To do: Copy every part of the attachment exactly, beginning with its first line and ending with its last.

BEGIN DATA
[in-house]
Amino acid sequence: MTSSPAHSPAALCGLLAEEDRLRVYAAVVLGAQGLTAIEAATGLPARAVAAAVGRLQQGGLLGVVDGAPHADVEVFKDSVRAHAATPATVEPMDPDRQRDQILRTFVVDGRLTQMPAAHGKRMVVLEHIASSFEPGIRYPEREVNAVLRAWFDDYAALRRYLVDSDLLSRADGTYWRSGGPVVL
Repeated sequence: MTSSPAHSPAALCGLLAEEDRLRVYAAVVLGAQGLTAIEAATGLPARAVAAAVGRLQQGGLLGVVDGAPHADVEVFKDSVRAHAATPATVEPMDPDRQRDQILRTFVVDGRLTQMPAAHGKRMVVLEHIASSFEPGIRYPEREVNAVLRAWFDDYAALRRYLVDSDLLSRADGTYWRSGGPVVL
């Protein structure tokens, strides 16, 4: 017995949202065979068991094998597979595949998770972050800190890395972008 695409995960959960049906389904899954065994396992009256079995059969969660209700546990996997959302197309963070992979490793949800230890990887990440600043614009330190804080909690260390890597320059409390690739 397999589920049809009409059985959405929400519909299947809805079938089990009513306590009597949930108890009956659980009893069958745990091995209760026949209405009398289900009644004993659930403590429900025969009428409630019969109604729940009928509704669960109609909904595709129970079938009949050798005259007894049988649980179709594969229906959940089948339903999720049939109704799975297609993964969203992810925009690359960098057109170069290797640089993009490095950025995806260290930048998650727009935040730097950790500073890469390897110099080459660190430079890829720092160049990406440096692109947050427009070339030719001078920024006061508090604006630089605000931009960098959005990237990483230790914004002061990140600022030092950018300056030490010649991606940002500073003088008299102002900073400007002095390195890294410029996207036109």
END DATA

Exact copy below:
[in-house]
Amino acid sequence: MTSSPAHSPAALCGLLAEEDRLRVYAAVVLGAQGLTAIEAATGLPARAVAAAVGRLQQGGLLGVVDGAPHADVEVFKDSVRAHAATPATVEPMDPDRQRDQILRTFVVDGRLTQMPAAHGKRMVVLEHIASSFEPGIRYPEREVNAVLRAWFDDYAALRRYLVDSDLLSRADGTYWRSGGPVVL
Repeated sequence: MTSSPAHSPAALCGLLAEEDRLRVYAAVVLGAQGLTAIEAATGLPARAVAAAVGRLQQGGLLGVVDGAPHADVEVFKDSVRAHAATPATVEPMDPDRQRDQILRTFVVDGRLTQMPAAHGKRMVVLEHIASSFEPGIRYPEREVNAVLRAWFDDYAALRRYLVDSDLLSRADGTYWRSGGPVVL
């Protein structure tokens, strides 16, 4: 017995949202065979068991094998597979595949998770972050800190890395972008 695409995960959960049906389904899954065994396992009256079995059969969660209700546990996997959302197309963070992979490793949800230890990887990440600043614009330190804080909690260390890597320059409390690739 397999589920049809009409059985959405929400519909299947809805079938089990009513306590009597949930108890009956659980009893069958745990091995209760026949209405009398289900009644004993659930403590429900025969009428409630019969109604729940009928509704669960109609909904595709129970079938009949050798005259007894049988649980179709594969229906959940089948339903999720049939109704799975297609993964969203992810925009690359960098057109170069290797640089993009490095950025995806260290930048998650727009935040730097950790500073890469390897110099080459660190430079890829720092160049990406440096692109947050427009070339030719001078920024006061508090604006630089605000931009960098959005990237990483230790914004002061990140600022030092950018300056030490010649991606940002500073003088008299102002900073400007002095390195890294410029996207036109």